Asian bishops stress the need to reach out to young people on Facebook and TikTok

Church leaders – priests and bishops – need to learn how to use different social media platforms, including Facebook and TikTok, to be able to reach young people.

November 11, 2022

Josephine Tan, a youth representative from Singapore, speaks at the general conference of the Federation of Asian Bishops’ Conferences in Thailand on October 18, 2022. (FABC Handout)

By Jose Torres JR
“We need to evangelize young people where they are,” said Cardinal Charles Maung Bo of Yangon, president of the Federation of Asian Bishops’ Conferences (FABC).

“Where are the young people? They are on the internet, on Facebook,” the cardinal said in response to a question posed by LiCAS News on the sidelines of the recently concluded FABC meeting in Thailand.

He said church leaders in the region “discussed that church leaders will need to learn how to use media, like Facebook.”

“Of course, the pandemic has taught us very well. We need to use online preaching,” Cardinal Bo said, adding that “we are learning a lot about this.”

“Church leaders will need to resume preaching online, especially, to reach young people,” the cardinal said. “We have to be where the young people are,” he said.

Gregory Pravin, a youth ministry worker from the Archdiocese of Kuala Lumpur, explained how the pandemic has left people “living in a digital and individualistic world, self-sufficient, with no hunger for the Lord.”

He challenged Church leaders to change the narrative from “youth are absent” to “I am absent from the youth” and to be “more than shepherds” and “to become seekers.”

Pravin stressed the need to create new structures and to develop tools and methods that will guide young people “towards the fullness of the experience of the Church”.

Cardinal Oswald Gracias of Bombay, co-organizer of the FABC general conference, said church leaders in the region “are aware of young people.”

He said that for the FABC, young people “are very important” and that their concerns are a “very important component” of the “planning, action and vision” of the conference.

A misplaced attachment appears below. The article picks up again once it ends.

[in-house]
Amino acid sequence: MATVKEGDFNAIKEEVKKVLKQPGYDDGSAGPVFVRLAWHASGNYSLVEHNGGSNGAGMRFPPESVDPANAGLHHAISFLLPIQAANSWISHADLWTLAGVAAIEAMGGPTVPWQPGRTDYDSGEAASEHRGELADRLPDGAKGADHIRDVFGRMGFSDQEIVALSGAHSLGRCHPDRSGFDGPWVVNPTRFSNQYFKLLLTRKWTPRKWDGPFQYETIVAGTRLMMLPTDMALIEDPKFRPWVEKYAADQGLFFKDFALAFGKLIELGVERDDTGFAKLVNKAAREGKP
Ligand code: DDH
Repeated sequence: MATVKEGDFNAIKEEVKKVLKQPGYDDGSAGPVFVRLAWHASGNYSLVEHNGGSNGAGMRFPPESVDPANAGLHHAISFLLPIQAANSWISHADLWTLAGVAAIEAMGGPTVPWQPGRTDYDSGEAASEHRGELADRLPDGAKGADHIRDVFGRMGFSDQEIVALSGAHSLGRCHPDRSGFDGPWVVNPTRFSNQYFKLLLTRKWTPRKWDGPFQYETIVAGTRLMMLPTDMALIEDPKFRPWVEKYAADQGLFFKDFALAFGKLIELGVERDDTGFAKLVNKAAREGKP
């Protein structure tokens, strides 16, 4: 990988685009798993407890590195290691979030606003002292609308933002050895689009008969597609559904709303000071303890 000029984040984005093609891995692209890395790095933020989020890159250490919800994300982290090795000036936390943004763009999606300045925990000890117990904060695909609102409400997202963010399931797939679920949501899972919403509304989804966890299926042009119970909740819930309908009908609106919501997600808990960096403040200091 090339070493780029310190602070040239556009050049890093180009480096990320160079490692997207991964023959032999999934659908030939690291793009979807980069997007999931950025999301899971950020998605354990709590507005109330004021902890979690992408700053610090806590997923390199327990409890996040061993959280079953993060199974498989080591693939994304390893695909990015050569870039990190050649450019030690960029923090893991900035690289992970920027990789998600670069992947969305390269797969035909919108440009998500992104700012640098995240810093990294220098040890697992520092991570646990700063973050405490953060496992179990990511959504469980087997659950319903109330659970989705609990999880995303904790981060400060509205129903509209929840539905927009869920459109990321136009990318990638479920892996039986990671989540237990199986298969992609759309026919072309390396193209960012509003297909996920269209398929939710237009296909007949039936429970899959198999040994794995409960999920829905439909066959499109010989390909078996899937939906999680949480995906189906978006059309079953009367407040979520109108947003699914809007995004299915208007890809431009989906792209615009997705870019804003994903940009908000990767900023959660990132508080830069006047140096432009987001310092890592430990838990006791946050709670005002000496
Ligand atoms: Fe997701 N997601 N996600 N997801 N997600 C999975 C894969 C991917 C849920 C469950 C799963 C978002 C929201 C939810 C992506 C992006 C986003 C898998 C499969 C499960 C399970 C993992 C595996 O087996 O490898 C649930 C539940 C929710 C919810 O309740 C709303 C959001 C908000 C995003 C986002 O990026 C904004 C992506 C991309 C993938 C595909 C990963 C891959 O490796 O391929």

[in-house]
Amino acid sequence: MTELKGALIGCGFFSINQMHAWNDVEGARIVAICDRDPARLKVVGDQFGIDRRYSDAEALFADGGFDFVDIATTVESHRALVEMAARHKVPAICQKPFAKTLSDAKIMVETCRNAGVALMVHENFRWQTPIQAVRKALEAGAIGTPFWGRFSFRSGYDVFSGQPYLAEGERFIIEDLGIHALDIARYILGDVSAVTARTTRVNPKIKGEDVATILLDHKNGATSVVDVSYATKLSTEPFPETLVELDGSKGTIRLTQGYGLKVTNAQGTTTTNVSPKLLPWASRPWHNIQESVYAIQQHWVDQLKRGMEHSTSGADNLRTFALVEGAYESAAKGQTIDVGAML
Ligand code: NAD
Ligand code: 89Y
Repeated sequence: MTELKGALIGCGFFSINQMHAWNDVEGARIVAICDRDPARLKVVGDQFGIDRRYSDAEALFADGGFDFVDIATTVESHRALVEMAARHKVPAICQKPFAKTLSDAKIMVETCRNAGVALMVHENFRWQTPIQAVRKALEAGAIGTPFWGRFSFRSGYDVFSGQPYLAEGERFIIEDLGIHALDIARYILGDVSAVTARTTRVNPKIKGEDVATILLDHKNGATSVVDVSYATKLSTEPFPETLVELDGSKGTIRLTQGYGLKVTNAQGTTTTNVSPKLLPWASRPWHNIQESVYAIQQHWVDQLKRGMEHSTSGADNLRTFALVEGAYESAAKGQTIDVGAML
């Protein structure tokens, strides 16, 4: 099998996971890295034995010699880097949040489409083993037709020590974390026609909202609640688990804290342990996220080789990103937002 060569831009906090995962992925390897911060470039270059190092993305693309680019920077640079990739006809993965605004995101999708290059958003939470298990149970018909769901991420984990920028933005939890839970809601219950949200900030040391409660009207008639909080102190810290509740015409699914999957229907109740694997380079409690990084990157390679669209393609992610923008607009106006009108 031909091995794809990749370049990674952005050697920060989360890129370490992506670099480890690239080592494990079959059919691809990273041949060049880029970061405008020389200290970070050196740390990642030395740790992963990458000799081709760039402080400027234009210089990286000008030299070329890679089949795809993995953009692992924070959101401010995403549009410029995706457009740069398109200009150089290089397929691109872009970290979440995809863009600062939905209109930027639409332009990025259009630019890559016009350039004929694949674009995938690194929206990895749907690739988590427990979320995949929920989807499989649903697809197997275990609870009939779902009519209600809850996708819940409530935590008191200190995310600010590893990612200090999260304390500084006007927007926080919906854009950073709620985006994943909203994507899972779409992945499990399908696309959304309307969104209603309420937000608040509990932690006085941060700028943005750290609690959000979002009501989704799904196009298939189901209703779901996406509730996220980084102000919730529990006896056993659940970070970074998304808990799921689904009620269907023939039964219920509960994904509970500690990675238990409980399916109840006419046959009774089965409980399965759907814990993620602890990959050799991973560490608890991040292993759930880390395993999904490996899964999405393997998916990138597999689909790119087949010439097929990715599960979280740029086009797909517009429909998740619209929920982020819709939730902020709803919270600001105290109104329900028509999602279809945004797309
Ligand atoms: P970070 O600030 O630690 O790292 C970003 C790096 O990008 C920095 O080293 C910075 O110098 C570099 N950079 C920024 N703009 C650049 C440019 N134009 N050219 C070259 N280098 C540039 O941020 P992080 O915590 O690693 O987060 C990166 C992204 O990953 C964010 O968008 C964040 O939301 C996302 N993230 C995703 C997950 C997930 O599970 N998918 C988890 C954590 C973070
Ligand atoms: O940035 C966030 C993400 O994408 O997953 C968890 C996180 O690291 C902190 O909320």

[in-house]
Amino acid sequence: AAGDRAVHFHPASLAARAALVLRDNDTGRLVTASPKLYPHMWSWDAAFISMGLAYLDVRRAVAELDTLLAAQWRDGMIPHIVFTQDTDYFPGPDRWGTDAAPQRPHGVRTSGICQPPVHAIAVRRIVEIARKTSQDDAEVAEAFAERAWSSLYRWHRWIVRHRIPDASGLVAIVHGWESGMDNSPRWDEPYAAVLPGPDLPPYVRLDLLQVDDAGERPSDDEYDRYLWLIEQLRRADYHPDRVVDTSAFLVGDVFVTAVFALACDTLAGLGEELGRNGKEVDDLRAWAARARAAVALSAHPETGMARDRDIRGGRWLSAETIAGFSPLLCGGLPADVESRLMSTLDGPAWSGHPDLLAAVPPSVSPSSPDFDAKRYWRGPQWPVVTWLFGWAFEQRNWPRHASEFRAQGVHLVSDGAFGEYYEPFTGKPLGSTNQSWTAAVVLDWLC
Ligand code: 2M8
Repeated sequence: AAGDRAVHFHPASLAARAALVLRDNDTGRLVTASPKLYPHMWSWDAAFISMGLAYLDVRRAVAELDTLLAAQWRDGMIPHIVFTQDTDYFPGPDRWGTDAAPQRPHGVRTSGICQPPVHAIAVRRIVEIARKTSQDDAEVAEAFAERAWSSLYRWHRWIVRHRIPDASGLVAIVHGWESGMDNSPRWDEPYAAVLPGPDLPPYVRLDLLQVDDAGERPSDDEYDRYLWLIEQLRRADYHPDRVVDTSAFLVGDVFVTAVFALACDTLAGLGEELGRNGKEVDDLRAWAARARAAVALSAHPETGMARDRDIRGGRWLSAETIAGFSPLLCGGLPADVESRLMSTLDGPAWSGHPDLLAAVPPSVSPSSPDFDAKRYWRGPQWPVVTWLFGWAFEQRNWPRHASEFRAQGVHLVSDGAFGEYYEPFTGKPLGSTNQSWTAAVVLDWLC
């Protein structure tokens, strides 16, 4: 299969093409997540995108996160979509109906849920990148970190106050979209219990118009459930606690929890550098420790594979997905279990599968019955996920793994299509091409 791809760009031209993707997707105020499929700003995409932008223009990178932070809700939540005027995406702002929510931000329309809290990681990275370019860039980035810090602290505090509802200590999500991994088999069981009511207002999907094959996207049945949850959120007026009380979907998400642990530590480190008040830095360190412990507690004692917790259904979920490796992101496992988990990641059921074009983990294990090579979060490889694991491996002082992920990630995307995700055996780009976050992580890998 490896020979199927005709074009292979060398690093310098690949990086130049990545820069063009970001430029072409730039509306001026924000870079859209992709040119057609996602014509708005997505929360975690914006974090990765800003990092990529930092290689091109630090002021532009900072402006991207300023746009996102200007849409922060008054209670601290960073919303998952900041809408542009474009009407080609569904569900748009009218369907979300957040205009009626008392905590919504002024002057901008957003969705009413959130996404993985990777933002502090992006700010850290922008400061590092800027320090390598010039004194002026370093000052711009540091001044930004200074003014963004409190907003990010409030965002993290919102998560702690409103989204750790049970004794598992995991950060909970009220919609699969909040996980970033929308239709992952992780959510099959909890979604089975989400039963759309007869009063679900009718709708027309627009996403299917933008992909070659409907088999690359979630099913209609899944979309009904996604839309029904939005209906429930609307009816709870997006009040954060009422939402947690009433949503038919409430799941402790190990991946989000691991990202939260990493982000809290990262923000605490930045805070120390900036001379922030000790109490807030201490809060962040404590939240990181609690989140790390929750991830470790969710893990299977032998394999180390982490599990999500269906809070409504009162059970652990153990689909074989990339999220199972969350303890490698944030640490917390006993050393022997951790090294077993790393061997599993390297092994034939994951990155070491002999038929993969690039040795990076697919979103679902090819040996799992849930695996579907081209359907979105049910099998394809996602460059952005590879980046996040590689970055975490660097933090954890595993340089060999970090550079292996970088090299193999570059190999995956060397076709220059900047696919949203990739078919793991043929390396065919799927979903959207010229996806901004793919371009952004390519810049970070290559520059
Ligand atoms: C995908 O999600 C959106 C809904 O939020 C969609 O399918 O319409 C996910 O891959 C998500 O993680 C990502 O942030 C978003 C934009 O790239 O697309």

“We want young people to be with us in any project. They are our full partners and everything,” Cardinal Gracias said.

The Indian cardinal said youth will be a “very important component” in the final declaration at the end of the 18-day conference.

“We are very aware of the importance of youth, their generosity, their authenticity and their eagerness to do something to change Asia. They are our indispensable partners in all our work,” he said.

“We plan to deliver a message to Asia…some commitment that we hope to make, and certainly the FABC…will implement what we are discussing here,” the cardinal said.

Father Akira Takayama, youth ministry chaplain for Takamatsu Diocese in Japan, said priests should listen to young people “and be re-evangelized.”

He said the youth should not be seen as “just a working group” and expressed hope that elders and church leaders will provide spiritual guidance.

During the FABC plenary session titled “Youth: A Voice for the Church,” Josephine Tan, a youth representative from Malaysia, expressed the hope of young people to be part of the gathering.

“We really want to be of service to Christ and (I) hope that everyone (in the meeting) will give us (us) the opportunity to share the Gospel with the whole world,” she said.

In his message at the start of the FABC conference, Pope Francis urged the federation to “renew the Churches in Asia in fraternal communion and in missionary zeal for the spreading of the Gospel among peoples, cultures and rich social realities of the vast Asian continent. LiCAS News

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